5.0/10
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57 user 33 critic

The Great Ecstasy of Robert Carmichael (2005)

Robert Carmichael, is a talented cello player in the town of Newhaven. He becomes associated with several other unsavory teenagers, and he is soon tempted into the use of hard drugs like cocaine and ecstasy.

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Cast

Credited cast:
Nikki Albon ...
Newsreader
Zoey Campbell ...
Charlotte
Stephanie de Whalley ...
Siobhan
...
PC Gibbons
Aren Devlin ...
Rose Franklin
Rob Dixon ...
John Kramer
...
Larry Haydn
Sam Gurney ...
Toby
...
Jonathan Abbott
Ami Instone ...
Marie
Stuart Laing ...
Stuart Reeves
Mick Larkin ...
Roy Kingsley
...
Sarah Carmichael
Corinna McFarlane ...
Student Teacher
Charles Mnene ...
Ben
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Storyline

An introverted, socially awkward, middle-class youth, Robert Carmichael, is a talented cello player but is bored by his existence in the coastal town of Newhaven. He becomes associated with several other unsavory teenagers, and is soon tempted into the use of hard drugs like cocaine and ecstasy. Robert initially does not take part in the rape of a teenage girl in a squalid flat with the gang, but later joins in another violent attack on a middle-aged couple, with the woman involved being viciously raped. Written by Noel Kardaris

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Crime | Drama

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Release Date:

20 October 2006 (UK)  »

Also Known As:

Delinquentes  »

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2.35 : 1
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Did You Know?

Soundtracks

Cello Concerto
Written by Jonathan Henry Harvey
Performed by Arturo Toscanini Orchestra
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User Reviews

 
Appalling
16 January 2006 | by (United Kingdom) – See all my reviews

There is just one word for this film. Appalling. The director clearly has talent but like his character Robert Carmichael he throws it all away.

Carmichael has potential, but like Cray he can't be bothered to use it. Being drawn into petty crime and then descending into depravity is Cray's vision of British youth. Like the British tabloids this film portrays young people with no aspirations or respect. Cray cries out for attention, but deserves none.

I was appalled by the act of violence that Cray chose to shove in the faces of the audience. He assumes the audience are ignorant of world atrocities. Like a piece of obscene graffiti on a toilet wall he shows us male depravity with adolescent glee.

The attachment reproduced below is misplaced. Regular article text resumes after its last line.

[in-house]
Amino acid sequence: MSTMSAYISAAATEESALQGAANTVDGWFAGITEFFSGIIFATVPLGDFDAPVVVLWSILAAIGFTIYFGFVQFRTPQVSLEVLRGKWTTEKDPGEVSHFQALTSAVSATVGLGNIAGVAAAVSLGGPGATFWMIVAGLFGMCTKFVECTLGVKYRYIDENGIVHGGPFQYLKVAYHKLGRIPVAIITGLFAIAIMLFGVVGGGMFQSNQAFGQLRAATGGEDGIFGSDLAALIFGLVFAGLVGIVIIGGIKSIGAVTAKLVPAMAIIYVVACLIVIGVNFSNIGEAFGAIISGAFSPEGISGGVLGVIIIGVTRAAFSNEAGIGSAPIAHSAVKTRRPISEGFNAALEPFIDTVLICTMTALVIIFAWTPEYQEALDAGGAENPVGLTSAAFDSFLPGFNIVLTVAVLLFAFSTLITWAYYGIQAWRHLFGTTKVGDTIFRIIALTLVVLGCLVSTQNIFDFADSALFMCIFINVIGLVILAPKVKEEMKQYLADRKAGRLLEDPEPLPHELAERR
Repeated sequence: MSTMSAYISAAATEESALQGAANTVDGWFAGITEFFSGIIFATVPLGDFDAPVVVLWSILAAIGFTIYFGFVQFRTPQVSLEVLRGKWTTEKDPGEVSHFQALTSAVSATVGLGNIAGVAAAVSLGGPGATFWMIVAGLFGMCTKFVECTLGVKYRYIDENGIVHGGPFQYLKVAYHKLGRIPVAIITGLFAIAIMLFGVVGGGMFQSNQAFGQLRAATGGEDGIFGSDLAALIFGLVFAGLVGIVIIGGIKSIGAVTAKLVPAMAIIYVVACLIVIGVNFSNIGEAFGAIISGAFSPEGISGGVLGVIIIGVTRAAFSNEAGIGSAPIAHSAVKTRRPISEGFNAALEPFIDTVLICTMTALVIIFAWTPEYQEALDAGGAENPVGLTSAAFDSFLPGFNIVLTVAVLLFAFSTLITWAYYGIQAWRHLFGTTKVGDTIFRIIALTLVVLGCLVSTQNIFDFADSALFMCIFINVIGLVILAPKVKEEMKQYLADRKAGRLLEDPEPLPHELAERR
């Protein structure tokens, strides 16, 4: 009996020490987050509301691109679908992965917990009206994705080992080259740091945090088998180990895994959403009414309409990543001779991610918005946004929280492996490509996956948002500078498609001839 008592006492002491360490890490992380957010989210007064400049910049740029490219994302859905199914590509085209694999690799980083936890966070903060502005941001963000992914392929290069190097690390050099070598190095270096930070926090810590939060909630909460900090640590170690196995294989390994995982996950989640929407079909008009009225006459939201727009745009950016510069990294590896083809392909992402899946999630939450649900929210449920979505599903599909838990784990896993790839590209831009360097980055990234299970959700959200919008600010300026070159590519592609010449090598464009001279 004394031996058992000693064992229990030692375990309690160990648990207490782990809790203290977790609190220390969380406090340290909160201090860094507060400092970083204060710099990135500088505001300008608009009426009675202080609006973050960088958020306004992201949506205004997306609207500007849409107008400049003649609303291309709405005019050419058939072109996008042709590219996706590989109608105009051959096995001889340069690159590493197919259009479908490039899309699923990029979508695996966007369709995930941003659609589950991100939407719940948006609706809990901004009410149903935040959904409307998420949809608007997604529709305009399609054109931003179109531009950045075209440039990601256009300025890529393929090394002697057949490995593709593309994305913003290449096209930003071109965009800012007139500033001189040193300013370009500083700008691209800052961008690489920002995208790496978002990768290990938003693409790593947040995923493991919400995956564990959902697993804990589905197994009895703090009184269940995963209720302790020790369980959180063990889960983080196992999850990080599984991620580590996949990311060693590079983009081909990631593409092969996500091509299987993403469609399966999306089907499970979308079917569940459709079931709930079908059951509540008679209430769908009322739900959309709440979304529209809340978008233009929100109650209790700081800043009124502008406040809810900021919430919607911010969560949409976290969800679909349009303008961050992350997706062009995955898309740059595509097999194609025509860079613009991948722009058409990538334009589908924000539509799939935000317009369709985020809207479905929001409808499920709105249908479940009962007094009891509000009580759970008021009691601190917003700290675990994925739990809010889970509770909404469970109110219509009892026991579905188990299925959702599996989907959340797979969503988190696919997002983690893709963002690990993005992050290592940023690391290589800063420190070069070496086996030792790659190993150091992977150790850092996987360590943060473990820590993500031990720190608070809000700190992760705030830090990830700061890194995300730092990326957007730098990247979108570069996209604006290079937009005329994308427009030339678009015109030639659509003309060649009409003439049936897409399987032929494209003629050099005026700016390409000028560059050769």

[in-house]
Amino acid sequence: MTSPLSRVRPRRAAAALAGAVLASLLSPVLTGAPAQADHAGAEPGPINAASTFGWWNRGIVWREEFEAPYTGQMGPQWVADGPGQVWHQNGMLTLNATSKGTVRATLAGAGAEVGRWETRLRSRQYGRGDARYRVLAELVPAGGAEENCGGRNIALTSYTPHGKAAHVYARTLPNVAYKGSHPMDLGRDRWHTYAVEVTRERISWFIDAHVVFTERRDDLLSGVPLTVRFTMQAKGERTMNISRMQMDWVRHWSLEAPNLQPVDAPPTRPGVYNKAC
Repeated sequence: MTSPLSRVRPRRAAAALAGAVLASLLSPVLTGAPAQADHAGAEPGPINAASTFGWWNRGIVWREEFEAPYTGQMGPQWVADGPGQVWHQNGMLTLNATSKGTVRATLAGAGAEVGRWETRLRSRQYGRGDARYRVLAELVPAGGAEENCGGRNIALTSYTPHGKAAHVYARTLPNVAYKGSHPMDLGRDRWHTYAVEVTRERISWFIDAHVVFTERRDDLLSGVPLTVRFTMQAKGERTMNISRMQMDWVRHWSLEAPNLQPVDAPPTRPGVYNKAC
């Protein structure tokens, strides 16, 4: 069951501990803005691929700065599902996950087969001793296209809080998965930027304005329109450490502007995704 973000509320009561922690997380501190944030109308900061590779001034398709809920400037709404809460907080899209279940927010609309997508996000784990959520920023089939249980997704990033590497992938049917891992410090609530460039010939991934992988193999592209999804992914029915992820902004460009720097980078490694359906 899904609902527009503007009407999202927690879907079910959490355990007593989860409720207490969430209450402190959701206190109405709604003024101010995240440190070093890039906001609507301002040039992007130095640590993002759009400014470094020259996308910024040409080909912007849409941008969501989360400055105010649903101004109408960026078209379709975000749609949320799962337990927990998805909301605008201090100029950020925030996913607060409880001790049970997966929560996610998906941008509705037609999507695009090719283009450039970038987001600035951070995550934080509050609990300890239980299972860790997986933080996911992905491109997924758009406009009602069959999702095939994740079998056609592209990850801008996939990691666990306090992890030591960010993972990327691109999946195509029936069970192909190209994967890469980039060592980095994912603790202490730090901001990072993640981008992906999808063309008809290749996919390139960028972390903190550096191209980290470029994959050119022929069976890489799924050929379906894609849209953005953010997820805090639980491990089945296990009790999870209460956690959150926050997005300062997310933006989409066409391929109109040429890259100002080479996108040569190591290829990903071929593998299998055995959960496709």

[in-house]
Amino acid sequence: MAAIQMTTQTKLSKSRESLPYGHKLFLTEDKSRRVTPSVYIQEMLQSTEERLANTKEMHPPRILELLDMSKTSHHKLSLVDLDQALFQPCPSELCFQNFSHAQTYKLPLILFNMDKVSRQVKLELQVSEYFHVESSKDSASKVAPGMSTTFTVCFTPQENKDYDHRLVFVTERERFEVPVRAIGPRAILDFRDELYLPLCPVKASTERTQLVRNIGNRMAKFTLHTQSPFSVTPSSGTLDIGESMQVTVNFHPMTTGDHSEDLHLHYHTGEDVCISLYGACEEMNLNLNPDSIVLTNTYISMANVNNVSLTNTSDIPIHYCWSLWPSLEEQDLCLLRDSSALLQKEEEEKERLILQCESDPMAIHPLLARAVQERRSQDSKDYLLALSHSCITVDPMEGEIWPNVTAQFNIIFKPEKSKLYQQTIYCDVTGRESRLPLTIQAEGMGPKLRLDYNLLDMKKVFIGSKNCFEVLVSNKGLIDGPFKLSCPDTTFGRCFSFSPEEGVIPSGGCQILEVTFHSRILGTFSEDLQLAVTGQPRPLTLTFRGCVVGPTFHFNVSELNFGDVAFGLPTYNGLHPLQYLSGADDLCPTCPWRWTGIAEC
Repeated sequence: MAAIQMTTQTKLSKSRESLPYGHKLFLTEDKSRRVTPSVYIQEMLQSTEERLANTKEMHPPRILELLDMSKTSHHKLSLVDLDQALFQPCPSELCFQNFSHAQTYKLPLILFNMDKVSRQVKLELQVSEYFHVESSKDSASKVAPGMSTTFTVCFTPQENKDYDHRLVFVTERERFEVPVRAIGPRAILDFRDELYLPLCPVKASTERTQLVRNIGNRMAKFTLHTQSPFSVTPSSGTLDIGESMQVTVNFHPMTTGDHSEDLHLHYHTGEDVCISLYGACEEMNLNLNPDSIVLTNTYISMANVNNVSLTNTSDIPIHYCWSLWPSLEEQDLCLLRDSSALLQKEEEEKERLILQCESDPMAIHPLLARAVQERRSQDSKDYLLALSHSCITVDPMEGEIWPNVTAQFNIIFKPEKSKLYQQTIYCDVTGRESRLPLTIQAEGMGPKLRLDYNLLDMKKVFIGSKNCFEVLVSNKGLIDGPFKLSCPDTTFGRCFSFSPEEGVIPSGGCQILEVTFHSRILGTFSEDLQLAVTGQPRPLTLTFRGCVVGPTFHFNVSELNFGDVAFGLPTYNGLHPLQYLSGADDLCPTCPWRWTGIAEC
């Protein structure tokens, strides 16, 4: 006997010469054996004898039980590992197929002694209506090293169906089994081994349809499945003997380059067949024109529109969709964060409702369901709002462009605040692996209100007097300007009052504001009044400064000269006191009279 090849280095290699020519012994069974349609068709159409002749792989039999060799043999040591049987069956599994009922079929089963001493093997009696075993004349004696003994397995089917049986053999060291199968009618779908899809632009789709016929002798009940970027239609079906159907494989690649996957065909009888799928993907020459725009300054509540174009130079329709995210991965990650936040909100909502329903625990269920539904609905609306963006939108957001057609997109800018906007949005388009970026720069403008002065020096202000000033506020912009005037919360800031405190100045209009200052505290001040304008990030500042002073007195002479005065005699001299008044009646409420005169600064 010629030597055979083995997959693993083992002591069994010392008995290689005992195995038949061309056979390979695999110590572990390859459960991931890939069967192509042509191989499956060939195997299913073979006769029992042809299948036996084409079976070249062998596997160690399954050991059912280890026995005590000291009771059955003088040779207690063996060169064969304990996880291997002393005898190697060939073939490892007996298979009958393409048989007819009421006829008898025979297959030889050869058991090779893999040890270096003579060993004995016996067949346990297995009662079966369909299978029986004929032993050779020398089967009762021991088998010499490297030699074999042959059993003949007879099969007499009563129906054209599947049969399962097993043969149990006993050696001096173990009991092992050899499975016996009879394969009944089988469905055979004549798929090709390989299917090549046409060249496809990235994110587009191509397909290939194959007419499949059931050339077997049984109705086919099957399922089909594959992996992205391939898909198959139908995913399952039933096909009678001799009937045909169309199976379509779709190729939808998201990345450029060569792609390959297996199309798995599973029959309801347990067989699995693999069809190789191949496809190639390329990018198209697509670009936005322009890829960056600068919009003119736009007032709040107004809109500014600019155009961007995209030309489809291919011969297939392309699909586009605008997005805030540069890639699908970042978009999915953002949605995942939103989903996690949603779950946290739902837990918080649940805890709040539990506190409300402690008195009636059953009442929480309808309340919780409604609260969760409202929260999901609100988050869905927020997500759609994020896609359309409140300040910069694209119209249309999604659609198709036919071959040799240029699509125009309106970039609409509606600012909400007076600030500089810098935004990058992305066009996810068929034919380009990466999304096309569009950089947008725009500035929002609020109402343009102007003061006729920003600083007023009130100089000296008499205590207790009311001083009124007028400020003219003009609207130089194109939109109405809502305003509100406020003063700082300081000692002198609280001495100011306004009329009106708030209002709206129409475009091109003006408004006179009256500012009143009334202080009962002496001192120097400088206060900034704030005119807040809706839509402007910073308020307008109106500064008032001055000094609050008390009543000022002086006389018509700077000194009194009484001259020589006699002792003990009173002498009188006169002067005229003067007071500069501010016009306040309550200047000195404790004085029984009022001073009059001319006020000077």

Some actors of quality have small parts in this film. Danny Dyer and Leslie Manville both make short appearances. The acting is otherwise amateur, the young men Joe and Ben are cringe making. Carmichael played by Daniel Spencer is creepy. Miranda Wilson plays Monica, the attractive wife of celeb chef Jonathon (Michael Howe); how she was able to subject herself to such an ordeal is beyond belief. The film is never subtle and Monica is treated to the most gratuitous violence which is cut with war action. War imagery is used to convey the idea that young men cannot help themselves, that acts of violence will occur within even "civilised" countries. This is most certainly true and is symptomatic of our altered society where males have an increasingly less important position, but Cray descends to the level of the barbaric males he seeks to expose through his use of such brutal and violent images. The female characters in the film offer no relief. They are either victims or in Manville's case a washed out mother. The community is represented as dysfunctional.

This is Cray's first film. I listened to what he had to say during a Q and A session at Edinburugh and he is not unintelligent, he simply lacks experience and his film exposes his naivety. The film is due to be released later this year, but I hope the company goes bust cos the public really don't need this kind of messed up material.


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